India, Australia, Japan, Philippines, Vietnam, Thais etc will do well to coordinate against the red menace.

2 ( +3 / -1 )

In case Xi Jinping and his government have the guts, they should consider banning China from buying Australian iron ore and see who will suffer.

China already effectively has. Big shiploads of iron ore from Australia are sitting off Chinese ports with the Chinese officials refusing to let them unload. The Chinese are sourcing the great majority of their iron ore from South Africa and Brazil. As a result they are paying about double what they paid before for iron ore. It is a major expense to their industry that will affect prices of their products.

1 ( +3 / -2 )

China has been successful at helping smaller nations accept Chinese help as part of their anti-Taiwanese efforts. This is common in Latin America where China will offer to build a stadium, provided that all ties to Taiwan be cut.

Ref: https://www.npr.org/2018/10/13/654179099/china-lures-taiwans-latin-american-allies

It will take the US, EU, Japan, India, NZ, and AUS to agree to divest from all trade with China to get other democracies to consider doing the same. Some costs will increase. The world pollution will decrease since most of those countries (sans India) have environmental protection laws and China won't need to produce so much when the world slows, then stops buying.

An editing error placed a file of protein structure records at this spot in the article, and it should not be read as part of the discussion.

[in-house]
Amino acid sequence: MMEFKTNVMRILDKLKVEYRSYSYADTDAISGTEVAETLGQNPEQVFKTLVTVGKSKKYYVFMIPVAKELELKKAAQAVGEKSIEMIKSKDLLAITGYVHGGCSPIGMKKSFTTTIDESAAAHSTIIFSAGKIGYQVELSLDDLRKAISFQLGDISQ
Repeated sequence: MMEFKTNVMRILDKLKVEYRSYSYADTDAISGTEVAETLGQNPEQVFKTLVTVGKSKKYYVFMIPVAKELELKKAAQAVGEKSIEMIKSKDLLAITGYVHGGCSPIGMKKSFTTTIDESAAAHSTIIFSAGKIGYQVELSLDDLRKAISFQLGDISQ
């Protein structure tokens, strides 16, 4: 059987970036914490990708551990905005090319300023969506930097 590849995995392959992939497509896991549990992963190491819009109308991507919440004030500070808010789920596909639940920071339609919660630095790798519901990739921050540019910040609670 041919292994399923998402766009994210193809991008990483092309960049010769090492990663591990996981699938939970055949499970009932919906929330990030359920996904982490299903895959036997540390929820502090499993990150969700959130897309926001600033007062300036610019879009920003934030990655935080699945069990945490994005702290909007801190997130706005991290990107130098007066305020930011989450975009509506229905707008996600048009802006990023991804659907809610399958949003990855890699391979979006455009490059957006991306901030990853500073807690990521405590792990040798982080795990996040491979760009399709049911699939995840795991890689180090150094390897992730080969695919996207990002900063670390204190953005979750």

China will need to concentrate much more internally to address the world mistrust. As regular Chinese people lose jobs, dissatisfaction with the CCP-Govt will rise.

And .... something will happen, hopefully.

4 ( +4 / -0 )

Big shiploads of iron ore from Australia are sitting off Chinese ports with the Chinese officials refusing to let them unload.

Iron ore continues to be unloaded normally, it is coal that faces unloading "go slows". The source of Iron ore from Africa is five years away from production and is a higher quality that that sourced from Western Australia.

Brazil provides about 20% of China's needed iron ore while Australia provides over 60%. Australia is by far the worlds biggest supplier and there just is no other source of production in operation that can replace Australian ore at this point.

https://www.theguardian.com/business/2020/dec/02/could-china-replace-australian-iron-ore-with-metal-from-africa

1 ( +1 / -0 )

Brazil provides about 20% of China's needed iron ore while Australia provides over 60%. Australia is by far the worlds biggest supplier and there just is no other source of production in operation that can replace Australian ore at this point.

With the current market tightness together with long-term reliability and political stability, it is difficult for China to source iron ore from alternative sources in both short and long terms. And Beijing is well aware of that.

1 ( +1 / -0 )